Jonah’s Anger

And the Lord said, ‘Do you do well to be angry?’” (Jonah 4:4).

- Jonah 4

En route to Orlando, a Christian man arrived at the Chicago airport early and had to wait an hour for permission to board the aircraft. He soon noticed a woman sitting nearby, clothed head to toe in the distinctive garb of a devout Muslim. Immediately, anger welled up inside of him due to the violence perpetrated against his country in the name of Islam. Secretly he hoped she would not be traveling on his plane, but to his dismay, she sat next to him on his flight.

How often do we adopt a similar attitude toward the non-believers around us, imagining that we are somehow inherently worthy of Christ’s forgiveness? We know we are to make disciples of even the worst sinners (Matt. 28:18–20), but do we eagerly live out the Gospel for our unconverted friends and family? Do we really believe the Lord takes no pleasure in the destruction of the wicked (Ezek. 33:11), so that we pray for their regeneration long before we pray for judgment?

As today’s passage indicates, such an attitude is not new among God’s people. Jonah 4:2 reveals that the prophet did not obey the command to warn Nineveh because he feared her citizens might repent, thereby moving our Father to forgive them. He falsely believed divine mercy was somehow the exclusive right of Israel and did not want to see the heathen of the nations converted. Today, we are likewise foolish when we allow the church to become a country club that, in word or deed, rejects sinners seeking restoration.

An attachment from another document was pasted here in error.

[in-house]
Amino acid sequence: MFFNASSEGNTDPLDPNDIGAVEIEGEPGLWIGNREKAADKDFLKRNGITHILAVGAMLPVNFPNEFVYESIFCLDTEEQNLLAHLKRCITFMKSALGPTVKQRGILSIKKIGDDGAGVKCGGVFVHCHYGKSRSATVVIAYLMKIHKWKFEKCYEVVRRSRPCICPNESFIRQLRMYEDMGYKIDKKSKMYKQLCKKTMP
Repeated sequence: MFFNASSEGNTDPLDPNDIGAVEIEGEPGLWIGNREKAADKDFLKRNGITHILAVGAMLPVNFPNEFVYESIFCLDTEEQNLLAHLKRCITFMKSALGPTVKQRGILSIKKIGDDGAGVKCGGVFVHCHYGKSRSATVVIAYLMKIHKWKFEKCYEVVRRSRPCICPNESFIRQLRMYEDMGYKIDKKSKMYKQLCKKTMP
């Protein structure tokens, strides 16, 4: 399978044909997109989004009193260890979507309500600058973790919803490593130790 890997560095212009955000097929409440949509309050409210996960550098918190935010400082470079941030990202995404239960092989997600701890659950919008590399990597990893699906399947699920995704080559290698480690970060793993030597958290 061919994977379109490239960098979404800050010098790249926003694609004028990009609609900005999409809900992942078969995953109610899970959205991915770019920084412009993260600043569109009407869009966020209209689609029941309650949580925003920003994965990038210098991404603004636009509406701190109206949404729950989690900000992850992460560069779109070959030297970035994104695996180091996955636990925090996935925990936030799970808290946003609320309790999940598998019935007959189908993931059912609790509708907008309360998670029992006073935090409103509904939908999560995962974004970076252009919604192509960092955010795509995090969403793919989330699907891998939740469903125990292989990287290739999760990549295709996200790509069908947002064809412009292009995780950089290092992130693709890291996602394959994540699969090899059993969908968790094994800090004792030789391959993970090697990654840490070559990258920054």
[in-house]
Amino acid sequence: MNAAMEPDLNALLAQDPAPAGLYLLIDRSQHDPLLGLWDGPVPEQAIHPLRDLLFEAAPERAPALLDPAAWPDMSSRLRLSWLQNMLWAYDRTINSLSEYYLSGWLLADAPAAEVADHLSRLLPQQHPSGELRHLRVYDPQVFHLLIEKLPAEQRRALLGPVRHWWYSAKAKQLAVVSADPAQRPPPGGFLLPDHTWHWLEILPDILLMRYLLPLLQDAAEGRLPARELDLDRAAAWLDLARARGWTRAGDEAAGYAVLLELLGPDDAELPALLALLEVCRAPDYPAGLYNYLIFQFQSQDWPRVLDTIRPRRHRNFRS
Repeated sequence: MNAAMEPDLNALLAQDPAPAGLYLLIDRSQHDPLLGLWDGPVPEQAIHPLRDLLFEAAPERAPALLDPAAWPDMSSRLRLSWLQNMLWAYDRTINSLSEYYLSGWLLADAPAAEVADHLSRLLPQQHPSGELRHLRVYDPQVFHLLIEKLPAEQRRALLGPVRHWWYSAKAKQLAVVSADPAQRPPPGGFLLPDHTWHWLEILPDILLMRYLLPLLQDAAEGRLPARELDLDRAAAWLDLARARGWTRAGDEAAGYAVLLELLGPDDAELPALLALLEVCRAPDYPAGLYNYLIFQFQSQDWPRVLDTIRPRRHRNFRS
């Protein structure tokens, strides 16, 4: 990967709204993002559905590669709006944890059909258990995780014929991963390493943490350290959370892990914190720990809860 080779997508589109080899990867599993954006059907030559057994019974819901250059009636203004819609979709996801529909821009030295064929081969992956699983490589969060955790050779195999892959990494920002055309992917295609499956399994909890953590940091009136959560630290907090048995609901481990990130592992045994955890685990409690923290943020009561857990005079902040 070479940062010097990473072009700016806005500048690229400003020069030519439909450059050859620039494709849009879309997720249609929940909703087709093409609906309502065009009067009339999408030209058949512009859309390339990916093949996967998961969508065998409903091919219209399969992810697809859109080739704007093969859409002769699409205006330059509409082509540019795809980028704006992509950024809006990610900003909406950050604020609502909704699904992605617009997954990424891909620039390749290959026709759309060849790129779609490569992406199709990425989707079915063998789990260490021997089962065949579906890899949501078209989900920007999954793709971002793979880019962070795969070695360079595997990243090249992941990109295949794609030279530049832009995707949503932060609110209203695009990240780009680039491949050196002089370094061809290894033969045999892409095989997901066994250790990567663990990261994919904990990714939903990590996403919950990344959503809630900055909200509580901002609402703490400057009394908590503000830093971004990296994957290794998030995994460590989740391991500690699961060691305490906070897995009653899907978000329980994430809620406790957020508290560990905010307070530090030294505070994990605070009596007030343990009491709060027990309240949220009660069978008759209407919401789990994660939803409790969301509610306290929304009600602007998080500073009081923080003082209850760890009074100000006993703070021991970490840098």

Moreover, any anger we feel when God is merciful to repentant men or any action we perform that prevents the free spread of the Gospel is not only foolish, it is also evil. The Hebrew word for Jonah’s displeasure in 4:1 is the same one used for Nineveh’s evil in 1:2. Plainly, the Lord wants us to see that we are sinning when we are upset by His great grace toward the most heinous transgressors.

When God asks Jonah if it is right for him to be angry for His mercy on Nineveh (4:4), the expected answer is no. Jonah erred in pitying a plant more than he did men in slavery to wickedness (vv. 9–11), but may we never become so callous to those outside the church that we cease to preach the Gospel to them with compassion.

Coram Deo

Our attitudes toward non-believers can prevent us from spreading the good news. Our Father has His elect among every race and class (Rev. 5:9–10), and there is no sinner He cannot redeem, no matter his evil. How do you regard the non-believers around you? Do you think they cannot be saved? What are you doing to extend the Gospel to those on the margins of society? Consider helping an organization that ministers to “outcasts,” such as a prison ministry.

Passages for Further Study

Ezek. 16
Hos. 3
Luke 15:11–32
Acts 14
Col. 1:21–23

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